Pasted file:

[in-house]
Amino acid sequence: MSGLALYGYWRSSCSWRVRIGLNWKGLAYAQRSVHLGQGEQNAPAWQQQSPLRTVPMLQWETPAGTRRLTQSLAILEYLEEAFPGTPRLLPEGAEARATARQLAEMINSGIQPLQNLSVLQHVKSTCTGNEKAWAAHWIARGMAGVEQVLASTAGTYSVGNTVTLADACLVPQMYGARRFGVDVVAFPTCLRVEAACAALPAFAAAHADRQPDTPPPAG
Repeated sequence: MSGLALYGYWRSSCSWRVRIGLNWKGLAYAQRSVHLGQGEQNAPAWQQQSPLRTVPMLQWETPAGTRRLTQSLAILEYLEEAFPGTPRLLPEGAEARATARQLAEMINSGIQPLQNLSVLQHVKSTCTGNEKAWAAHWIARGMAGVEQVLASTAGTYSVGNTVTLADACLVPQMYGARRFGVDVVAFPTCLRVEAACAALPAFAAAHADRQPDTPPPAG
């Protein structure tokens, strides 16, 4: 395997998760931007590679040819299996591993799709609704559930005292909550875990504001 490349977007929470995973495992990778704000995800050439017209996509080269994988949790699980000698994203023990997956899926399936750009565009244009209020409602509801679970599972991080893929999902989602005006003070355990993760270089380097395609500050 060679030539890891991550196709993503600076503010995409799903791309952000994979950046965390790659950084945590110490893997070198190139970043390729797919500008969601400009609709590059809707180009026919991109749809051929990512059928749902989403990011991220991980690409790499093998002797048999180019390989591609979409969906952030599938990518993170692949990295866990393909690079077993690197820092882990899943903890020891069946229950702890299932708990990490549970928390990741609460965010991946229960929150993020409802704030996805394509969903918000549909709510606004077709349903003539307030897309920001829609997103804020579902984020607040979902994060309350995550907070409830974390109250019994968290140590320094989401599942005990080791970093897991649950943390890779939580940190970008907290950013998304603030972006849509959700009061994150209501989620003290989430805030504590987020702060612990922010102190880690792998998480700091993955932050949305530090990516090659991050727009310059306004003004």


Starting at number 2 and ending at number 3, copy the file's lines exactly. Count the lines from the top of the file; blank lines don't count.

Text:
Amino acid sequence: MSGLALYGYWRSSCSWRVRIGLNWKGLAYAQRSVHLGQGEQNAPAWQQQSPLRTVPMLQWETPAGTRRLTQSLAILEYLEEAFPGTPRLLPEGAEARATARQLAEMINSGIQPLQNLSVLQHVKSTCTGNEKAWAAHWIARGMAGVEQVLASTAGTYSVGNTVTLADACLVPQMYGARRFGVDVVAFPTCLRVEAACAALPAFAAAHADRQPDTPPPAG
Repeated sequence: MSGLALYGYWRSSCSWRVRIGLNWKGLAYAQRSVHLGQGEQNAPAWQQQSPLRTVPMLQWETPAGTRRLTQSLAILEYLEEAFPGTPRLLPEGAEARATARQLAEMINSGIQPLQNLSVLQHVKSTCTGNEKAWAAHWIARGMAGVEQVLASTAGTYSVGNTVTLADACLVPQMYGARRFGVDVVAFPTCLRVEAACAALPAFAAAHADRQPDTPPPAG